Relativistic Beaming of Radiation from Pulsars

Abstract

THE observation that the pulsar CP 0328 radiates single pulses which seem to be basic elements of the total radio radiation, and which are highly polarized1, led at first to the suggestion that the mechanism of radiation was that of synchrotron radiation, forming a beam of radiation which swept across the observer as the source rotated. The shape of the elementary pulse, and the pattern of polarization across the pulse, were seen to be very similar to the angular distribution of radiation from a highly collimated beam of electrons, and it was suggested that the ratio of the pulse duration of the period of the pulsar provided a measure of the beam width of the radiation, and hence a measure of the energy of the electrons. On this hypothesis the width and polarization of the pulse would be expected to change with radio frequency. We have now looked for any such change in the elementary pulses from CP 0328, and we find none.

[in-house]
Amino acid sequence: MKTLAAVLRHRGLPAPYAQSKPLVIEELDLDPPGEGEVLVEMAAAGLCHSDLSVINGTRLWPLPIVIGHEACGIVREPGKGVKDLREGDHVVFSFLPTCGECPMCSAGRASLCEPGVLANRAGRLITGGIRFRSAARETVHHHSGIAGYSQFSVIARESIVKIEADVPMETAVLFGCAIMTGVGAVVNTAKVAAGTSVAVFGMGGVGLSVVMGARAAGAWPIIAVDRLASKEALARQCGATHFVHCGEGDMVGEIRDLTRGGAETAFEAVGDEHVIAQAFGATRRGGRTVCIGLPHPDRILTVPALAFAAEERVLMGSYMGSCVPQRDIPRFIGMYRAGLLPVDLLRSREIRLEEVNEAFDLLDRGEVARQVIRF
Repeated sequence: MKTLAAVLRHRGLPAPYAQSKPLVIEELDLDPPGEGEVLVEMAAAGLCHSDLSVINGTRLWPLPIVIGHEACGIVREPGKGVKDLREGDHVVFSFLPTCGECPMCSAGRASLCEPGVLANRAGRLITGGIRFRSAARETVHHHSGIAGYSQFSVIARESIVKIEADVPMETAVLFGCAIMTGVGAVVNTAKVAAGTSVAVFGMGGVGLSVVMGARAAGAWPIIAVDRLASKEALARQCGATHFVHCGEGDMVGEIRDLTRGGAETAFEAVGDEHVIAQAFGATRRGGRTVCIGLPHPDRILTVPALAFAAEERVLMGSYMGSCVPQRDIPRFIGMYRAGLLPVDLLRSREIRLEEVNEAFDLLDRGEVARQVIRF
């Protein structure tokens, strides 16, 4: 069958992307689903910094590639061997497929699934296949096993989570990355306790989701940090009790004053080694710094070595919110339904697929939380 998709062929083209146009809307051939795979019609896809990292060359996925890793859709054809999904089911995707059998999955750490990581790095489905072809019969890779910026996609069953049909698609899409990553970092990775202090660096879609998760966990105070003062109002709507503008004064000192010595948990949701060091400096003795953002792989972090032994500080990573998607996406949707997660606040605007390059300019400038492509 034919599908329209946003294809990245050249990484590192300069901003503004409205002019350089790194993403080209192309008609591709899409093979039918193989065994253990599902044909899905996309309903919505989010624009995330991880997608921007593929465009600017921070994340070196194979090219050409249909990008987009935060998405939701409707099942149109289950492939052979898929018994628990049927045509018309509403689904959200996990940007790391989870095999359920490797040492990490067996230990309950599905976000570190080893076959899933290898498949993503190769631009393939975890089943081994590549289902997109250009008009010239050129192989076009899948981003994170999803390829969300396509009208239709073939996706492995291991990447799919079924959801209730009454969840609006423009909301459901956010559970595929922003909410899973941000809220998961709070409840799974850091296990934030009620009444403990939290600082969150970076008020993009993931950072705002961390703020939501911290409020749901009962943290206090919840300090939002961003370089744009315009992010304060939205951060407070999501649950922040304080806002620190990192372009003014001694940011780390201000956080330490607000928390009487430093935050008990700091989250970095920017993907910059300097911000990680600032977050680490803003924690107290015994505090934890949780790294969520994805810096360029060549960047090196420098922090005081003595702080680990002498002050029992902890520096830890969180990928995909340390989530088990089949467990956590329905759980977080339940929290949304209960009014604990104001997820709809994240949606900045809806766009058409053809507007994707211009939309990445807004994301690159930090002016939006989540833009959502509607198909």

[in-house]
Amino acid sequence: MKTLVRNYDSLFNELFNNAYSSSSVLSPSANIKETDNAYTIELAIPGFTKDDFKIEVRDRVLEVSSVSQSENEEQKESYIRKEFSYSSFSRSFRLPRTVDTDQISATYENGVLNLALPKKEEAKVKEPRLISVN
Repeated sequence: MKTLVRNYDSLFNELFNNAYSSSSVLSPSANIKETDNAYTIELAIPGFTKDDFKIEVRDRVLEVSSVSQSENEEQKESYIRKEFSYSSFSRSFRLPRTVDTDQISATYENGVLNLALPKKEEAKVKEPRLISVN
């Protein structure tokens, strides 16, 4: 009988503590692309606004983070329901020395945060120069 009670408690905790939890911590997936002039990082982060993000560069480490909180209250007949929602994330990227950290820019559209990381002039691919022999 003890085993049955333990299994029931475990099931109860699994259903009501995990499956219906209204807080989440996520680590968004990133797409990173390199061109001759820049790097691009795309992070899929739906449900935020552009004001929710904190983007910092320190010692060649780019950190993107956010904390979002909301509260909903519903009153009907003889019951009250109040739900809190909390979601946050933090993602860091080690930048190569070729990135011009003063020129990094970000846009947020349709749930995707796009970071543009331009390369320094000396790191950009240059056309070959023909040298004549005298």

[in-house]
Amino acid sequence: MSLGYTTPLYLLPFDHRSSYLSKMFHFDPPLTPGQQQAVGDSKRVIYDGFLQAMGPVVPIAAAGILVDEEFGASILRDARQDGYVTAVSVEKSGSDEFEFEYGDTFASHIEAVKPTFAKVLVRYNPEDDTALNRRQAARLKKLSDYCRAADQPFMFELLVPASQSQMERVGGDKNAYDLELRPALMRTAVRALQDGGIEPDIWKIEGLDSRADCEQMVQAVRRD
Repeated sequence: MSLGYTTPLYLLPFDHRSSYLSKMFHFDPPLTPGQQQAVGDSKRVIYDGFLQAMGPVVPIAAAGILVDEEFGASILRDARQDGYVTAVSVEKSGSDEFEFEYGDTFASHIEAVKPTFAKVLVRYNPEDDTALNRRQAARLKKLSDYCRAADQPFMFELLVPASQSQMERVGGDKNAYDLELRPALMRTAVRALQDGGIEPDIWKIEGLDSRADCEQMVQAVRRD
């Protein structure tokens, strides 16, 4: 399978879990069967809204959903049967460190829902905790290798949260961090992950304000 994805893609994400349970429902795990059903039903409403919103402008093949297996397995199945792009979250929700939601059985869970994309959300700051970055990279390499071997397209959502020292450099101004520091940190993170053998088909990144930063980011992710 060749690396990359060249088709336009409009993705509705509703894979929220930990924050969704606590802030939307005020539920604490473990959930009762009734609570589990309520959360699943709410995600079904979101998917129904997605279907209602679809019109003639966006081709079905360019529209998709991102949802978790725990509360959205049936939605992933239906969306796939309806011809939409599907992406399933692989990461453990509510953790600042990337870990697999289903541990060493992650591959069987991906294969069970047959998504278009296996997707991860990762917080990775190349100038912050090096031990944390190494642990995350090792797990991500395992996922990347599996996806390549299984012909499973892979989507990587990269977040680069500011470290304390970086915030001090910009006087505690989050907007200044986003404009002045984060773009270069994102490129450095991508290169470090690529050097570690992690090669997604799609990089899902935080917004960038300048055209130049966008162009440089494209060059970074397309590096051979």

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References

  1. 1

    Clark, R. R., and Smith, F. G., Nature, 22l, 724 (1969).

  2. 2

    Gold, T., Nature, 218, 731 (1968).

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SMITH, F. Relativistic Beaming of Radiation from Pulsars. Nature 223, 934–936 (1969). https://doi.org/10.1038/223934a0

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